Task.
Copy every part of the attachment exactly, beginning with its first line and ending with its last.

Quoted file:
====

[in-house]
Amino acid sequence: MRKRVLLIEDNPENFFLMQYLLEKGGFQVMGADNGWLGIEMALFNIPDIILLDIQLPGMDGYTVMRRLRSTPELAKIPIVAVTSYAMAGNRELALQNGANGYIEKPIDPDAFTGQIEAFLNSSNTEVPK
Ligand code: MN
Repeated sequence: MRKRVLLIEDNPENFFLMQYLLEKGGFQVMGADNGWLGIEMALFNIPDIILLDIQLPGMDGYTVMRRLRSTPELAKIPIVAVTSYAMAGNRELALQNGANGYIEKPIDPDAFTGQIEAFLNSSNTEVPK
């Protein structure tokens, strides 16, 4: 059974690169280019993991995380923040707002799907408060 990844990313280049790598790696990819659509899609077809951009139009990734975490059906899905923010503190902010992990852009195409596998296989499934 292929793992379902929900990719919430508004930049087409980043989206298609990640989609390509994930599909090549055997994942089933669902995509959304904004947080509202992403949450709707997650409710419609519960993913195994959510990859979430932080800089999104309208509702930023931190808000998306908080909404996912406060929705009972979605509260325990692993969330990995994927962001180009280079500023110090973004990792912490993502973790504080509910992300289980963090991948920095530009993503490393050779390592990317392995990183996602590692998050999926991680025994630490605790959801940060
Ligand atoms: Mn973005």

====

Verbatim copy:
[in-house]
Amino acid sequence: MRKRVLLIEDNPENFFLMQYLLEKGGFQVMGADNGWLGIEMALFNIPDIILLDIQLPGMDGYTVMRRLRSTPELAKIPIVAVTSYAMAGNRELALQNGANGYIEKPIDPDAFTGQIEAFLNSSNTEVPK
Ligand code: MN
Repeated sequence: MRKRVLLIEDNPENFFLMQYLLEKGGFQVMGADNGWLGIEMALFNIPDIILLDIQLPGMDGYTVMRRLRSTPELAKIPIVAVTSYAMAGNRELALQNGANGYIEKPIDPDAFTGQIEAFLNSSNTEVPK
């Protein structure tokens, strides 16, 4: 059974690169280019993991995380923040707002799907408060 990844990313280049790598790696990819659509899609077809951009139009990734975490059906899905923010503190902010992990852009195409596998296989499934 292929793992379902929900990719919430508004930049087409980043989206298609990640989609390509994930599909090549055997994942089933669902995509959304904004947080509202992403949450709707997650409710419609519960993913195994959510990859979430932080800089999104309208509702930023931190808000998306908080909404996912406060929705009972979605509260325990692993969330990995994927962001180009280079500023110090973004990792912490993502973790504080509910992300289980963090991948920095530009993503490393050779390592990317392995990183996602590692998050999926991680025994630490605790959801940060
Ligand atoms: Mn973005």